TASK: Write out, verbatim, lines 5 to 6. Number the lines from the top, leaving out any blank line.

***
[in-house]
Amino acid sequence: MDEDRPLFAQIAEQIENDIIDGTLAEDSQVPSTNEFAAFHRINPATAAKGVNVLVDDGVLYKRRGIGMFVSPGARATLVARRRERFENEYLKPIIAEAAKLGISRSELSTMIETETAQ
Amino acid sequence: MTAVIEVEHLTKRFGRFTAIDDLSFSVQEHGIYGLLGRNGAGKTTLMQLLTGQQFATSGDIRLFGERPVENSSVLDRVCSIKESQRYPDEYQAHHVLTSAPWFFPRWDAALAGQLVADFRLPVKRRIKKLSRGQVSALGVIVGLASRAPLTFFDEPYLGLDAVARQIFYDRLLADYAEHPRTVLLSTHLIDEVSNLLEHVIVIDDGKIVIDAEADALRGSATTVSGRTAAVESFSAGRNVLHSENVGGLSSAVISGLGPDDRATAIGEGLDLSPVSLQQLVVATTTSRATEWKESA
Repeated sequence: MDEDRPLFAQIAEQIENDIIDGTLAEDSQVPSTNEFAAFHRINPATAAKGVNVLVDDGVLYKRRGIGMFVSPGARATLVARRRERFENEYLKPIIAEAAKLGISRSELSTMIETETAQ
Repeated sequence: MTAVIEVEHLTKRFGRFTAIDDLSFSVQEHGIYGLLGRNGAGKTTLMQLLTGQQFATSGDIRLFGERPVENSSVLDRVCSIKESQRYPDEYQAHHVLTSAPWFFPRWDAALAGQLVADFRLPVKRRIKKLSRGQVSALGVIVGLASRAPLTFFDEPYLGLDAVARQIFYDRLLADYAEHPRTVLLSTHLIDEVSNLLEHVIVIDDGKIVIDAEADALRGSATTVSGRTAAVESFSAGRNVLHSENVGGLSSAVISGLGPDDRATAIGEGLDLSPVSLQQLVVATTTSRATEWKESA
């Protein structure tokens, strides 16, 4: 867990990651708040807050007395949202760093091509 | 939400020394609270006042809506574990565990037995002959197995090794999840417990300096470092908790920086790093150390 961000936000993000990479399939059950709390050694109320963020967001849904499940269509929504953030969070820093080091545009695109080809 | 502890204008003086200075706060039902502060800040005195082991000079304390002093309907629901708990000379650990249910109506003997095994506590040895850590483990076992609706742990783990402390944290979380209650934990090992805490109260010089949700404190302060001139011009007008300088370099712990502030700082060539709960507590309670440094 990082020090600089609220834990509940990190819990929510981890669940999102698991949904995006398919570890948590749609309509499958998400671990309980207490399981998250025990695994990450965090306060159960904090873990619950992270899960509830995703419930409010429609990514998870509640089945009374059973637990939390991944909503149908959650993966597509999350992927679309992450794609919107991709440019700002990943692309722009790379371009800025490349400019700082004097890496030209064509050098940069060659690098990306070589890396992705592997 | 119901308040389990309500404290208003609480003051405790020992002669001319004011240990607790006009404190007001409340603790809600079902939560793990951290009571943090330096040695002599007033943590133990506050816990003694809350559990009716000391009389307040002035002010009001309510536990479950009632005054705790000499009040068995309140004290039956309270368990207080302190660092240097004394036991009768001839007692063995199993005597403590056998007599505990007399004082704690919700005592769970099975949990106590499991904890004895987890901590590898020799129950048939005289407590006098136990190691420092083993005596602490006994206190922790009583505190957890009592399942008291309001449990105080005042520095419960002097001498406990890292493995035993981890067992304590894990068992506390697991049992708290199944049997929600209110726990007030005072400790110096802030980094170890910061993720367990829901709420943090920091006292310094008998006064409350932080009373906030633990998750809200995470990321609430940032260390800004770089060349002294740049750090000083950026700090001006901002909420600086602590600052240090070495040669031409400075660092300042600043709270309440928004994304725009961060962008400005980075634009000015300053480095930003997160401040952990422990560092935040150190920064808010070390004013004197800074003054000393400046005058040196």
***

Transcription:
Repeated sequence: MTAVIEVEHLTKRFGRFTAIDDLSFSVQEHGIYGLLGRNGAGKTTLMQLLTGQQFATSGDIRLFGERPVENSSVLDRVCSIKESQRYPDEYQAHHVLTSAPWFFPRWDAALAGQLVADFRLPVKRRIKKLSRGQVSALGVIVGLASRAPLTFFDEPYLGLDAVARQIFYDRLLADYAEHPRTVLLSTHLIDEVSNLLEHVIVIDDGKIVIDAEADALRGSATTVSGRTAAVESFSAGRNVLHSENVGGLSSAVISGLGPDDRATAIGEGLDLSPVSLQQLVVATTTSRATEWKESA
């Protein structure tokens, strides 16, 4: 867990990651708040807050007395949202760093091509 | 939400020394609270006042809506574990565990037995002959197995090794999840417990300096470092908790920086790093150390 961000936000993000990479399939059950709390050694109320963020967001849904499940269509929504953030969070820093080091545009695109080809 | 502890204008003086200075706060039902502060800040005195082991000079304390002093309907629901708990000379650990249910109506003997095994506590040895850590483990076992609706742990783990402390944290979380209650934990090992805490109260010089949700404190302060001139011009007008300088370099712990502030700082060539709960507590309670440094 990082020090600089609220834990509940990190819990929510981890669940999102698991949904995006398919570890948590749609309509499958998400671990309980207490399981998250025990695994990450965090306060159960904090873990619950992270899960509830995703419930409010429609990514998870509640089945009374059973637990939390991944909503149908959650993966597509999350992927679309992450794609919107991709440019700002990943692309722009790379371009800025490349400019700082004097890496030209064509050098940069060659690098990306070589890396992705592997 | 119901308040389990309500404290208003609480003051405790020992002669001319004011240990607790006009404190007001409340603790809600079902939560793990951290009571943090330096040695002599007033943590133990506050816990003694809350559990009716000391009389307040002035002010009001309510536990479950009632005054705790000499009040068995309140004290039956309270368990207080302190660092240097004394036991009768001839007692063995199993005597403590056998007599505990007399004082704690919700005592769970099975949990106590499991904890004895987890901590590898020799129950048939005289407590006098136990190691420092083993005596602490006994206190922790009583505190957890009592399942008291309001449990105080005042520095419960002097001498406990890292493995035993981890067992304590894990068992506390697991049992708290199944049997929600209110726990007030005072400790110096802030980094170890910061993720367990829901709420943090920091006292310094008998006064409350932080009373906030633990998750809200995470990321609430940032260390800004770089060349002294740049750090000083950026700090001006901002909420600086602590600052240090070495040669031409400075660092300042600043709270309440928004994304725009961060962008400005980075634009000015300053480095930003997160401040952990422990560092935040150190920064808010070390004013004197800074003054000393400046005058040196």